I was going through some social media the other day when I came across a rather hastily prepared press release by the Mpanga Kipengere Game Reserve, which is managed by the Tanzania Wildlife Management Authority (TAWA), that it will, next Friday on June 16, 2023, join other international bodies to mark the International Waterfall Day.
Under normal circumstances I would not have paid any attention to the news because, come to think of it, every other day is an international day marking one thing or another.
But no! This time it caught my attention because two weeks earlier I began to somehow get closely engaged in a project that had everything to do with the said reserve.
I had gone back to my roots in Njombe when I got a call from one Leonard Ngilangwa, who among others runs a youth creative artists group, the Sinai Arts Studio, at Ilembula township in Njombe region.
He wanted me to preview a film his studio and his team were producing on the Mpanga Kipengere Wildlife Reserve. To cut the whole story short, I happily agreed to assist the young men and women in the project.
In due course I was, to say the least, shocked at how little I knew about the reserve, part of which lies in my very own home region, Njombe. The reserve, established in 2002 with a total area of 1,574.25 square kilometres, and located between an attitudinal range of 1,080 metres and 2,858 above sea level, falls within three districts; Wanging’ombe and Makete in Njombe and Mbarali in Mbeya.
It consists of the majestic Kipengere, Mpanga, Lugola and Chafulwe mountains that provide scenes of beautiful green mountains, sprawling plains, dramatic valleys, and spectacular snaking rivers with 15 unique waterfalls.
The reserve’s location is part of the natural features known as the Southern Highlands. Apart from its beauty it also enjoys a fare share of ethnic species including the Nosed Chameleon, Marsh Widow, Njombe Cisticola, Kipengere Seedeater, the very rare Fufumka bird as well as several migratory bird species.
The mammals therein include Greater Kudu, Common Duiker, Baboon, Steinbuck, Dik dik, Klipspringer, Senegal dwarf galapo, Otter and Vevet monkeys.
That is apart from the legendary and spectacularly colourful wild flowers carpeting the Reserve plains and valleys.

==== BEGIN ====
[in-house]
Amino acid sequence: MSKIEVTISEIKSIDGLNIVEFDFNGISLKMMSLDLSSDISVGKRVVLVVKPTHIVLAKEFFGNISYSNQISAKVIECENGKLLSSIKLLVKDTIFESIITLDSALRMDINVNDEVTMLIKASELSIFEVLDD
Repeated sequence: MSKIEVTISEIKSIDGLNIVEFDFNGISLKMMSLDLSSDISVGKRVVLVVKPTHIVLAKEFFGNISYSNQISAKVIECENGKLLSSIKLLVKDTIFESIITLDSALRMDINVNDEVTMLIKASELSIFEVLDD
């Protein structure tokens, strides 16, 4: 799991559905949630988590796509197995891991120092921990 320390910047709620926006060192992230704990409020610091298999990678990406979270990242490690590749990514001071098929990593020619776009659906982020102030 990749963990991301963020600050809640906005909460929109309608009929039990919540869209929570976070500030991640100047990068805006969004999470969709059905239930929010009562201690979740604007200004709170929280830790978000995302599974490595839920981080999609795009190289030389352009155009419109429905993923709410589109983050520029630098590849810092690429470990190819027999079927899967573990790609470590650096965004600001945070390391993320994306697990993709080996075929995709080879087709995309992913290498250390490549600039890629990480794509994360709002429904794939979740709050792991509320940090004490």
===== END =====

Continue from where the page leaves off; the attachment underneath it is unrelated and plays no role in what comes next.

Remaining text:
Indeed the Reserve has an exciting biodiversity and no wonder it is also called the “African Galapagos” or the “Garden of Eden”.
But it is the stunning waterfalls and the fact the legendary Hehe Chief Mkwawa spent some years there during his war with the German colonial troops, that left me spellbound.
There are 15 waterfalls within the Reserve including Kimani, Nyaugenge, Allan’s, Lyamakonakusila, Ikovu, Kipengere, Merere, Mamba, Itagho and Nyalukiva. However it is the Kimani waterfall that is most stunning. It falls 250 meters high with many plunge pools below. It is as if one is watching a terraced high rise under cascading heavenly waters.
Below it, is the famous ‘love pool.’ It is alleged that, years back, a lady monkey accidentally fell into that pool and its male partner immediately plunged into the waters and rescued her. These days couples are encouraged to swim in there.
Nearby is the hallowing and spectacular Chief Mkwawa’s residential natural cave. In there one can see where the Chief used to meet his Commanders, his sleeping corner, remains of cooking pots and stoves, stone grinding mills, and an iron smelting mound where he produced bows and arrows. He also had a private bath two stairs down to the river.
And nearby is a tragic reminder of the slave trade era. That is the place where Arab slave traders used to burn to death tired or sick slaves. Remember the famous slave route from the south as far as Malawi and Zambia used to go through here.
Meanwhile I am looking forward to finalise the Sinai Studio: Mpanga Kipengele film and perhaps even attend the International Waterfall Day.